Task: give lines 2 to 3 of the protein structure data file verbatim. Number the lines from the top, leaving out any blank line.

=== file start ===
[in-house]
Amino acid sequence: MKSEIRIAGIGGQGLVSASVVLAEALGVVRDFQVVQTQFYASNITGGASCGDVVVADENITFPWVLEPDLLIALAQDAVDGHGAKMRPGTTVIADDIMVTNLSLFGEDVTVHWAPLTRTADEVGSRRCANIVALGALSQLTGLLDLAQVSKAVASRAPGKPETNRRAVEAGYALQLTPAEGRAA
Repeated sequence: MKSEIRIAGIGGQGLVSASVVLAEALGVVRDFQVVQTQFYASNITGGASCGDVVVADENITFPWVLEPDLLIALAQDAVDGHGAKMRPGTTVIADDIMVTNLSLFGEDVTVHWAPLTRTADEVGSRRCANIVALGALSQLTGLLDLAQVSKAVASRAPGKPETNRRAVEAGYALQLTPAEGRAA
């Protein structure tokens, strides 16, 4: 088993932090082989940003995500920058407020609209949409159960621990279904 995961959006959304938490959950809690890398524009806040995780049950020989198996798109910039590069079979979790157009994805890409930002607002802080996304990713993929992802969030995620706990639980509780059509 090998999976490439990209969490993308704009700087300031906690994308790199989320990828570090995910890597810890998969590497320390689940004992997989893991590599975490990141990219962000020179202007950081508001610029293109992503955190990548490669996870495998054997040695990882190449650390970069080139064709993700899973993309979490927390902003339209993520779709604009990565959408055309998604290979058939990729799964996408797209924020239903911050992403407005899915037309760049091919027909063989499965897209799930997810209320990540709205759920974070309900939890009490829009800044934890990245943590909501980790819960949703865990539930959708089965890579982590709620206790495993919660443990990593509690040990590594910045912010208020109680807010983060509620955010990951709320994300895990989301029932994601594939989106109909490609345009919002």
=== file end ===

Amino acid sequence: MKSEIRIAGIGGQGLVSASVVLAEALGVVRDFQVVQTQFYASNITGGASCGDVVVADENITFPWVLEPDLLIALAQDAVDGHGAKMRPGTTVIADDIMVTNLSLFGEDVTVHWAPLTRTADEVGSRRCANIVALGALSQLTGLLDLAQVSKAVASRAPGKPETNRRAVEAGYALQLTPAEGRAA
Repeated sequence: MKSEIRIAGIGGQGLVSASVVLAEALGVVRDFQVVQTQFYASNITGGASCGDVVVADENITFPWVLEPDLLIALAQDAVDGHGAKMRPGTTVIADDIMVTNLSLFGEDVTVHWAPLTRTADEVGSRRCANIVALGALSQLTGLLDLAQVSKAVASRAPGKPETNRRAVEAGYALQLTPAEGRAA